Public support universal basic income, job guarantee and rent controls to respond to coronavirus pandemic, poll finds
Political terrain in UK seems to have opened up in wake of crisis
The coronavirus pandemic has produced an unprecedented surge in public support for a range of radical economic policies, a new survey has found.
Pollsters YouGov found that a majority of the public support paying people a universal basic income to ensure their financial security, introducing a jobs guarantee to keep employment stable, and bringing in rent controls to limit housing costs.
The poll is the latest evidence that the crisis has opened up Britain's political terrain to new ideas - with a Tory chancellor unveiling an unprecedented package of state support for families and businesses that would have been unthinkable just months ago.
Research reported by The Independent last week also found that the public want the government to treat the climate crisis as seriously and urgently as it has the pandemic - another sign of the public mood.
In the latest poll, YouGov found that 72 per cent of the public support a job guarantee, "where the government makes sure everyone who can work has a job". Just six per cent of the public were unsupportive. Under such a scheme the state would find jobs for people on public works or link them up with private sector employers.
A similar policy has previously been proposed by some economists as a way to control unemployment, with Labour's 2015 manifesto under Ed Miliband containing a version of the policy that emphasised its compulsory nature. Today's survey found strong support for the guarantee across all demographics.
51 per cent of the public also support a universal basic income, "where the government makes sure everyone has an income, without a means test or requirement to work". Just 24 per cent are unsupportive of the idea, with 9 per cent saying they do not know how they feel.
The idea a basic income has been backed by dozens of MPs from across the political spectrum as a solution to workers falling through the cracks of the current government support scheme - including the self-employed. Former work and pensions secretary Iain Duncan Smith has however criticised the idea, suggesting it would be a disincentive to work during the crisis and would be badly targeted.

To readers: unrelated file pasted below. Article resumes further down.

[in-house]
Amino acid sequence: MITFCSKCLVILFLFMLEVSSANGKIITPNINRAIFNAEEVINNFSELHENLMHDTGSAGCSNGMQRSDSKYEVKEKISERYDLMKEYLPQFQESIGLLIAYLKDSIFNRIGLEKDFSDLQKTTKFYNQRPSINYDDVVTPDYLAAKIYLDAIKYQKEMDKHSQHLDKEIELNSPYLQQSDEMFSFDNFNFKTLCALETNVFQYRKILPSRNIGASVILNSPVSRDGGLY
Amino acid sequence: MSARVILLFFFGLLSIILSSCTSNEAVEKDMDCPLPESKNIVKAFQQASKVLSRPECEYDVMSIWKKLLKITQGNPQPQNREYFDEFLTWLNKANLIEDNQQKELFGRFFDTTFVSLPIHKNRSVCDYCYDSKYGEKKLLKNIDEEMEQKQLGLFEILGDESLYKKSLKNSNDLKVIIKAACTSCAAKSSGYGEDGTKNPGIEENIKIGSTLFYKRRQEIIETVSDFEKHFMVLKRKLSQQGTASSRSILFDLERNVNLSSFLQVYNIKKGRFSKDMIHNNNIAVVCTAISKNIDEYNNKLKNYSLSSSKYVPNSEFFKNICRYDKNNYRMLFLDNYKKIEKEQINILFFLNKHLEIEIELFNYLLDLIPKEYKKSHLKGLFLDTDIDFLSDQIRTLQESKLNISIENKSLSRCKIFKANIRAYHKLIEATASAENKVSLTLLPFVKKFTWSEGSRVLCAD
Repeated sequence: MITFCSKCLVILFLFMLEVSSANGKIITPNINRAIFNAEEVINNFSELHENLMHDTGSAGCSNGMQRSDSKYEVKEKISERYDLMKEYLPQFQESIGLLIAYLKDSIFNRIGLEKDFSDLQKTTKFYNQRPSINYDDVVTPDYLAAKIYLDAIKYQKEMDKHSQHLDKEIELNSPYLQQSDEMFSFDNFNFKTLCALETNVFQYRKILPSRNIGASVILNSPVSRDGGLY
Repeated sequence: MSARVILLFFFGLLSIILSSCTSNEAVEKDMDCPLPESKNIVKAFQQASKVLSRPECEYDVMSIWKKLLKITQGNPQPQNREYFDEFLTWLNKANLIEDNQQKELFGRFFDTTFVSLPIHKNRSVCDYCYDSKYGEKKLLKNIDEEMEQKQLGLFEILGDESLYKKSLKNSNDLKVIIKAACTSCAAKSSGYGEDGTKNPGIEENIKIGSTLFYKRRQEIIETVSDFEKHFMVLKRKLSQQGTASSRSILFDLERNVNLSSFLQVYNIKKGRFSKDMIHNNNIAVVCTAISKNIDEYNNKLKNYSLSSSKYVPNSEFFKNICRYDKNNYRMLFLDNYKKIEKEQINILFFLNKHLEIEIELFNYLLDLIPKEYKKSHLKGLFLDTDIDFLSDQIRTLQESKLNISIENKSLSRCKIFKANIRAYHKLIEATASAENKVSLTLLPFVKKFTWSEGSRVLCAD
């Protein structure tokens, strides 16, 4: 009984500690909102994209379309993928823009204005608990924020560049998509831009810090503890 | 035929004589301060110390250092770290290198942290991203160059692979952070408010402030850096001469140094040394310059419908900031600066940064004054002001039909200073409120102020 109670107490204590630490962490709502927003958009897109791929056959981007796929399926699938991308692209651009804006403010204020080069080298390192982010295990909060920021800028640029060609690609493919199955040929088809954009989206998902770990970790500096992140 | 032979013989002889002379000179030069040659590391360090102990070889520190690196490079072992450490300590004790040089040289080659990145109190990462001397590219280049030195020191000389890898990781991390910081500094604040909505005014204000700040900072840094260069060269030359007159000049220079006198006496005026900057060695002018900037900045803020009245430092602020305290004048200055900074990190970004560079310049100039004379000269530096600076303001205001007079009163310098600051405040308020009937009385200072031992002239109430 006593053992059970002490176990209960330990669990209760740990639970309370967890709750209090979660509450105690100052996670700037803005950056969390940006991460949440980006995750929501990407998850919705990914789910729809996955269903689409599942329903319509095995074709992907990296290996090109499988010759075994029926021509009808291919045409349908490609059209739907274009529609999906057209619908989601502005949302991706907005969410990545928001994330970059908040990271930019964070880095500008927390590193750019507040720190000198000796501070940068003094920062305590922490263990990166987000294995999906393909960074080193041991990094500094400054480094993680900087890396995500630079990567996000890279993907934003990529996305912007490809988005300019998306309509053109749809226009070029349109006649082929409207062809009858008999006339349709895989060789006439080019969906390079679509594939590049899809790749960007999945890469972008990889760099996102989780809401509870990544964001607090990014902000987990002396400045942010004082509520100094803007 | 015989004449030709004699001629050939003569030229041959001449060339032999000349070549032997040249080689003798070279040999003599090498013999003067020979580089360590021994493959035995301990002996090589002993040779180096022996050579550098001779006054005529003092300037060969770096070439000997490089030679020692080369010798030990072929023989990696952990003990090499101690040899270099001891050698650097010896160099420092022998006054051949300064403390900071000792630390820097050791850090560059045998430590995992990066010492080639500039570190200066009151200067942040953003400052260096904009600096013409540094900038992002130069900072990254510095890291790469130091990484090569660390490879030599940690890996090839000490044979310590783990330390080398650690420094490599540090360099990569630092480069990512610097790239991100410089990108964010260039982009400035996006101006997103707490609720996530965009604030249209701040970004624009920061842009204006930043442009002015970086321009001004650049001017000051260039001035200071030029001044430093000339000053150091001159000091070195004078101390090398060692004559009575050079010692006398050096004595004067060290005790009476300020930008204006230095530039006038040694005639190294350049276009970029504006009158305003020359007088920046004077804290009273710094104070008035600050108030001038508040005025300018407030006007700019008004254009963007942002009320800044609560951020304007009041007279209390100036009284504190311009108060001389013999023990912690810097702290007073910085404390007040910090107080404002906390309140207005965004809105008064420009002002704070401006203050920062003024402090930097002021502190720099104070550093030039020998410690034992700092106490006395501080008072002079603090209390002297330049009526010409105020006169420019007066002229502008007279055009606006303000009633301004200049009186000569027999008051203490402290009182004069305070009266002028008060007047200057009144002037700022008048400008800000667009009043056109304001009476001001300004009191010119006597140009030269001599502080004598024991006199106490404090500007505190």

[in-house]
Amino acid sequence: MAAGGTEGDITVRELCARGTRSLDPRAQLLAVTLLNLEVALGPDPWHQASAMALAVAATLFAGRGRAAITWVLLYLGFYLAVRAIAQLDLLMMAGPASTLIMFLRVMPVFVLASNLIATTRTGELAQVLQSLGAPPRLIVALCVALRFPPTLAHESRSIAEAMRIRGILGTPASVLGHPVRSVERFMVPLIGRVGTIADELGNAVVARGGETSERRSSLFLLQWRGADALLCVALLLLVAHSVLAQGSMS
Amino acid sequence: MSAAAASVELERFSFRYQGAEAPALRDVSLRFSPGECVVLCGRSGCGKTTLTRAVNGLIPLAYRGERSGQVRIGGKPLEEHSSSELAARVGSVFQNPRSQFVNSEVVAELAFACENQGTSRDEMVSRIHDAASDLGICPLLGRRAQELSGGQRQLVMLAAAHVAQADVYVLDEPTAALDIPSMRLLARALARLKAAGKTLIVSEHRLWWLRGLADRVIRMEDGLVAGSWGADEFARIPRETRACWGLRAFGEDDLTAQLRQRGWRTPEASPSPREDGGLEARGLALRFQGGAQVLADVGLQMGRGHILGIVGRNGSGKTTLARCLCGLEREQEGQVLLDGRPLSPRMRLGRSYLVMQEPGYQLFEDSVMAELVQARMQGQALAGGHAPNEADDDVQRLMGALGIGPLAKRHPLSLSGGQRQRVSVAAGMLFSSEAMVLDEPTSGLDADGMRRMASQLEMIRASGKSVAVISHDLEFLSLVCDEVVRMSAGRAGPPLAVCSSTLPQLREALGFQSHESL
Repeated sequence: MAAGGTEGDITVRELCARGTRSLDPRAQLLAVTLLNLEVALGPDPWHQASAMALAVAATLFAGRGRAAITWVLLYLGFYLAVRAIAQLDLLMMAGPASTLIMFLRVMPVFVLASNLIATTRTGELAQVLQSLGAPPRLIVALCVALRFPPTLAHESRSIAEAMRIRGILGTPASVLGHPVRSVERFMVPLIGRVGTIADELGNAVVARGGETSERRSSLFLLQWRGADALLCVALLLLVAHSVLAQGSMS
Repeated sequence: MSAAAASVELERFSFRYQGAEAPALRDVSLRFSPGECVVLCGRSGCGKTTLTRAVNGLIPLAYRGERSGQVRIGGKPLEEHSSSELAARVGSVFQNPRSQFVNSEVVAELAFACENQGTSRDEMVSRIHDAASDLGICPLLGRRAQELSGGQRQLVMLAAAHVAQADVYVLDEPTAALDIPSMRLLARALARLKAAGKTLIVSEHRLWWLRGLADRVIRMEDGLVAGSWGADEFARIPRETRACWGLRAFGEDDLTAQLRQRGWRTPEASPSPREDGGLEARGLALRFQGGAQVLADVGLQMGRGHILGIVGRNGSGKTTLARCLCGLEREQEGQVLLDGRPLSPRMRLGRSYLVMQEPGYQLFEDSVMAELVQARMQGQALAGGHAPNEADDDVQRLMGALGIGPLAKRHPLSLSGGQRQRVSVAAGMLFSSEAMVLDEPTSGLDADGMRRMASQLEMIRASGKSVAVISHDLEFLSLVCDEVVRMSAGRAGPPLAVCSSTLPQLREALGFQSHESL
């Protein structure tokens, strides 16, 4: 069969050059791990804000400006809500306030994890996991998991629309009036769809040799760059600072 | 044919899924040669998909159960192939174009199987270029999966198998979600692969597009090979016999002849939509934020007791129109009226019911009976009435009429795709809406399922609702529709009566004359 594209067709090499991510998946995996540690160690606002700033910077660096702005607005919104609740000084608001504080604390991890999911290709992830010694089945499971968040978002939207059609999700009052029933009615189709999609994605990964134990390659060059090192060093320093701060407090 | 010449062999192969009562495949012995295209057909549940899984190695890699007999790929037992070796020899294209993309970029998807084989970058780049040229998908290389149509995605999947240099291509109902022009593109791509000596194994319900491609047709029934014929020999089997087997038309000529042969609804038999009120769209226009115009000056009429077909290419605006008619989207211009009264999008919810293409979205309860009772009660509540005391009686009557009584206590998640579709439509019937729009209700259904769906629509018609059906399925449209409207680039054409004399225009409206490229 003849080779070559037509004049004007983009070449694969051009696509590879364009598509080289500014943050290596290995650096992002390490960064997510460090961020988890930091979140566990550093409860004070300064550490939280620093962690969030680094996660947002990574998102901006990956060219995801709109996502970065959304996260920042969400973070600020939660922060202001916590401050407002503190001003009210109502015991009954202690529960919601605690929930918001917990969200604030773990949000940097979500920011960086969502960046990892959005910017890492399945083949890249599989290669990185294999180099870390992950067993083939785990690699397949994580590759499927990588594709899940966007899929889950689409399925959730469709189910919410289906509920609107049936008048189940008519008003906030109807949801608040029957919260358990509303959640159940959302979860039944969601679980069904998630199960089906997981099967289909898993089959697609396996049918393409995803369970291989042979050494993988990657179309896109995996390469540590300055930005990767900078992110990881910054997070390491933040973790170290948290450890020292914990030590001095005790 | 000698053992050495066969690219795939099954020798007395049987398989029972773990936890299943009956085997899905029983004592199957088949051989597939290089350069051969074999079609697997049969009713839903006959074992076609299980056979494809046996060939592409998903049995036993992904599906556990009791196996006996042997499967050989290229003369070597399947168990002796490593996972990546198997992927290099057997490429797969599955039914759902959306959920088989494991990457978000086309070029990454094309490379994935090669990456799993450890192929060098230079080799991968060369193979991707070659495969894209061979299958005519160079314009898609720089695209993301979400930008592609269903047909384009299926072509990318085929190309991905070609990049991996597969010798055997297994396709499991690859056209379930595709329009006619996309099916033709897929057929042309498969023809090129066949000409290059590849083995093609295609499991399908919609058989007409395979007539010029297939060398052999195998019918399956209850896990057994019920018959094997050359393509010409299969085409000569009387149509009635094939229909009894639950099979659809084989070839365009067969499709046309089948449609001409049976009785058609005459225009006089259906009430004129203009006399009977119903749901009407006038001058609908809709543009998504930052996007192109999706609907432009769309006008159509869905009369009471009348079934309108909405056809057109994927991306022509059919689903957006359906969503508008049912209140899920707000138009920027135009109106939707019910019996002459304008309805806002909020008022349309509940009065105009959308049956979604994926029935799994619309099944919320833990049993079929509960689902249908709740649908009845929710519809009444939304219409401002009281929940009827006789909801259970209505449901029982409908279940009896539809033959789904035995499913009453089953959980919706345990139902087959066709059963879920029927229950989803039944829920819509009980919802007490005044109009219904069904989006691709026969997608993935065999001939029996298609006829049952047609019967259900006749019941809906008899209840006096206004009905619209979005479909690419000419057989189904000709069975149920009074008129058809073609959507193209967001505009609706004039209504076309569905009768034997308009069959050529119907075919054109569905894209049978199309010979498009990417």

Tory voters were the least enthusiastic about a basic income, with only narrow support - 39 per cent in favour to 37 per cent opposed.
Labour last week rejected the idea of a universal basic income during the Covi-19 crisis, with a spokesperson for Keir Starmer stating that “creating an entirely new social security system is unlikely to be possible during the crisis". Shadow chancellor John McDonnell has previously toyed with the policy and suggested Labour could have piloted the idea if elected.
Spain's government, a coalition of the centre-left PSOE and left-wing Podemos parties, announced it was moving to introduce a basic income to help its citizens.
The final policy polled by YouGov was on rent controls, described to the weighted polling panel as a policy where "where the government sets caps on what lands can charge, or freezing rents". This policy was supported by 74 per cent of the public with just 8 per cent unsupportive.
Voters from all parties supported the policy by large margins, with little variations between different demographics. Britain is unusual in Europe in having no controls at all on its rents since they were abolished in the 1980s.
Fatima Ibrahim from campaign group Green New Deal UK, which commissioned the polling, said, “Huge numbers of Brits believe that the country was ill-prepared for this pandemic, just as it is ill-prepared for climate breakdown.
"The need for a new deal for this country is clear - and sky high support for policies like a jobs guarantee and rent freezes shows that there is no going back to the economy built on the shaky foundations we had before.
"If your house fell down, you would rebuild the bits you love, but you would also deal with the leaky roof and draughty windows. That’s why we need a new deal for the country, we must build back better.”